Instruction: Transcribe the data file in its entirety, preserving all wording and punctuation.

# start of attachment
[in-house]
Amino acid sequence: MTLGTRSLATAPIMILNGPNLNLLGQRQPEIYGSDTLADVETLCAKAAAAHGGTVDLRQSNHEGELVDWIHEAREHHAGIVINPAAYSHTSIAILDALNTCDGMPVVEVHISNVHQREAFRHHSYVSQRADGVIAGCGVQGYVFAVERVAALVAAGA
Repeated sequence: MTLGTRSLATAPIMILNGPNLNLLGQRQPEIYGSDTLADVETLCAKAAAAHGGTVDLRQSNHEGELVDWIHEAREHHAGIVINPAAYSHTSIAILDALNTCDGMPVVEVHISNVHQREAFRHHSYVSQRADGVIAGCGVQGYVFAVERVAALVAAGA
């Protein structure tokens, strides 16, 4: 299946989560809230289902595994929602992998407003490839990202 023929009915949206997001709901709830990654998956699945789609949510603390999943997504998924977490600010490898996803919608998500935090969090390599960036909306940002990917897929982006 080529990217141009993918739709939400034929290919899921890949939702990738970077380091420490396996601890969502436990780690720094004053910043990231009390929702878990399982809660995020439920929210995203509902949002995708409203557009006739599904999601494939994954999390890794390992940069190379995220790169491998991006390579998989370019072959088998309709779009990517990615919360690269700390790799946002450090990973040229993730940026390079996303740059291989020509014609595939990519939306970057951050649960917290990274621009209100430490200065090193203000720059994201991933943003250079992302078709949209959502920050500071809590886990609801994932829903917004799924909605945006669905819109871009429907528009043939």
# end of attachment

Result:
[in-house]
Amino acid sequence: MTLGTRSLATAPIMILNGPNLNLLGQRQPEIYGSDTLADVETLCAKAAAAHGGTVDLRQSNHEGELVDWIHEAREHHAGIVINPAAYSHTSIAILDALNTCDGMPVVEVHISNVHQREAFRHHSYVSQRADGVIAGCGVQGYVFAVERVAALVAAGA
Repeated sequence: MTLGTRSLATAPIMILNGPNLNLLGQRQPEIYGSDTLADVETLCAKAAAAHGGTVDLRQSNHEGELVDWIHEAREHHAGIVINPAAYSHTSIAILDALNTCDGMPVVEVHISNVHQREAFRHHSYVSQRADGVIAGCGVQGYVFAVERVAALVAAGA
């Protein structure tokens, strides 16, 4: 299946989560809230289902595994929602992998407003490839990202 023929009915949206997001709901709830990654998956699945789609949510603390999943997504998924977490600010490898996803919608998500935090969090390599960036909306940002990917897929982006 080529990217141009993918739709939400034929290919899921890949939702990738970077380091420490396996601890969502436990780690720094004053910043990231009390929702878990399982809660995020439920929210995203509902949002995708409203557009006739599904999601494939994954999390890794390992940069190379995220790169491998991006390579998989370019072959088998309709779009990517990615919360690269700390790799946002450090990973040229993730940026390079996303740059291989020509014609595939990519939306970057951050649960917290990274621009209100430490200065090193203000720059994201991933943003250079992302078709949209959502920050500071809590886990609801994932829903917004799924909605945006669905819109871009429907528009043939």